Urinary incontinence (UI) and functional dependence are prevalent and linked geriatric syndromes among community dwelling older women. Pelvic floor muscle exercises (PFME) were established to prevent and treat UI symptoms in young, post-partum women. Successful therapy is dependent on the presence of normal skeletal muscle health of the pelvic floor. Currently, PFME are the crux of non-surgical treatment of UI in older women. Functional and cognitive impairment and sarcopenia become more prevalent with aging. However, current PFME therapy has never evolved to consider these aging-associated anatomic and functional changes. Therefore, the impact of sarcopenia and functional or cognitive impairment on the efficacy of PFME is unexplored. We hypothesize that the presence of one or more of these aging-related conditions may negatively impact the efficacy of PFME to treat UI symptoms in older women. Through this proposed cohort study, we aim to characterize the impact functional impairment, sarcopenia, and cognitive impairment on the efficacy of a standardized PFME regimen to treat UI symptoms in community-dwelling older women. Our results may provide innovative data on the linked relationship between UI and functional and cognitive impairment. The role of sarcopenia in this relationship is novel, and may explain how UI and functional impairment are linked geriatric syndromes. The potential unveiling of deficiencies in PFME as the non-surgical therapy for UI in older women is our focus. We plan to use the data to refine non-surgical therapy for older women with UI by developing a synergistic exercise-based functional intervention targeting the pelvic floor as well as other areas of weakness identified through this proposed study. This innovative intervention may decrease UI episodes in older women with functional impairment and/or sarcopenia and administered to account for cognitive impairment. Our overarching goal is to improve the physical performance and UI symptoms through an effective non-surgical treatment option for UI symptoms. This in turn will significantly impact the daily function and lives of older incontinent women.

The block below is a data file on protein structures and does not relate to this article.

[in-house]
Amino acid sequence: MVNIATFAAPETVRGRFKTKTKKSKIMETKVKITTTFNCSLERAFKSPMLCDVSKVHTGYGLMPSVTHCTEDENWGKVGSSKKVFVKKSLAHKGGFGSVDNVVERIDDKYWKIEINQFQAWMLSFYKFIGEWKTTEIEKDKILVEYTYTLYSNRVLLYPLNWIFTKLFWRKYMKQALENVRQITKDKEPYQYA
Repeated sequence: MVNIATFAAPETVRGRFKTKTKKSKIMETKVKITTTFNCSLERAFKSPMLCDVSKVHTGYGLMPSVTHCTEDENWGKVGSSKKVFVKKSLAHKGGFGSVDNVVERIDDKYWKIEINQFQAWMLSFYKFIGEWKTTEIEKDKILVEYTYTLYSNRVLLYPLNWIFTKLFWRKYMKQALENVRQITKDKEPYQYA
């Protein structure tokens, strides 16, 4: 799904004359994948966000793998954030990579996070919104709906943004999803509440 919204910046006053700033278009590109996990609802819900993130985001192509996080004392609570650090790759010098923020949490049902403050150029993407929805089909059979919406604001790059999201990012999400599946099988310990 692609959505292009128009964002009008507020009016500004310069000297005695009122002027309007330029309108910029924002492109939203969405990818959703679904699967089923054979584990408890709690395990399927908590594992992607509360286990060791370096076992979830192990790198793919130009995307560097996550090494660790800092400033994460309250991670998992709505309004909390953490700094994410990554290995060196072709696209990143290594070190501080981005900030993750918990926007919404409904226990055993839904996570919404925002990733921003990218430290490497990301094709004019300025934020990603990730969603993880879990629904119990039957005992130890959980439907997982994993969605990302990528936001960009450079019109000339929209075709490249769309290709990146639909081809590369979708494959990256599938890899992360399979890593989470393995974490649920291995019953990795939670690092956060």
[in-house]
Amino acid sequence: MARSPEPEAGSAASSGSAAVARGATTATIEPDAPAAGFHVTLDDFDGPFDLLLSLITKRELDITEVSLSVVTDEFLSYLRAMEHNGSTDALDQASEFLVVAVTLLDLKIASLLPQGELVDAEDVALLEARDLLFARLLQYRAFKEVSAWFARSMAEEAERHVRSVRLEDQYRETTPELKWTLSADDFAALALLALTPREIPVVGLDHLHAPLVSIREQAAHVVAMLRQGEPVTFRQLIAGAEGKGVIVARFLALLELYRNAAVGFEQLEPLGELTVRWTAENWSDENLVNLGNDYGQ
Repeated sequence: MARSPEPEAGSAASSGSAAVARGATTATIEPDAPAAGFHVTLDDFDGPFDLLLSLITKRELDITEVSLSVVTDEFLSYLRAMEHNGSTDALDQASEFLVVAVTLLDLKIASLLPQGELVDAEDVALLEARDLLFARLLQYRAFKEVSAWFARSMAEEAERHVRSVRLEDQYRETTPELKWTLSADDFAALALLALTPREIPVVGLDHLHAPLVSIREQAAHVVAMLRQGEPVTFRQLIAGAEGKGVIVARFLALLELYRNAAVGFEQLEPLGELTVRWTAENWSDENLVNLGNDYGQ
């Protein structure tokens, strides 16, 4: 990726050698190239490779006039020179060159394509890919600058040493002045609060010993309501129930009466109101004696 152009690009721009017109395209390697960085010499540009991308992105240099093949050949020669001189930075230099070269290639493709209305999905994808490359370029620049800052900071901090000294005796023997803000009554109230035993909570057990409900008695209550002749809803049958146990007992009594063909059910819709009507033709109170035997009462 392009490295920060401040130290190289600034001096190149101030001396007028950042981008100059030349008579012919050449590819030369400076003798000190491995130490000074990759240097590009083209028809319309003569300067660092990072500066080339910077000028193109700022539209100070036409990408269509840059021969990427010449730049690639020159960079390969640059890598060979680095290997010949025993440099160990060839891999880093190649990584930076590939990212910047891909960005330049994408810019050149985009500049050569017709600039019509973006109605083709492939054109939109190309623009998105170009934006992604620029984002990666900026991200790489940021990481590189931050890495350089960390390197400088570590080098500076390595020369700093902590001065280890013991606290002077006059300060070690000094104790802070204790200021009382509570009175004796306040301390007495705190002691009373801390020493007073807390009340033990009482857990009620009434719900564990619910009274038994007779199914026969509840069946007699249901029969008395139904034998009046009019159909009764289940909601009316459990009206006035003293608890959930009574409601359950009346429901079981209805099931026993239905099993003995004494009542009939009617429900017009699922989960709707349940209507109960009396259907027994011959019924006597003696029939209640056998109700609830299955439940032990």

Urinary incontinence is a prevalent and stigmatizing condition that predominantly affects older women. Our current non-surgical therapy for treatment of urinary incontinence includes the use of skeletal muscles of the pelvic floor. Functional impairment and sarcopenia are two very common conditions in older adults that affect skeletal muscle health. Through this mentored, prospective trial, we aim to evaluate the role of functional impairment and sarcopenia on the efficacy of pelvic floor muscle exercises for the treatment of urinary incontinence in women.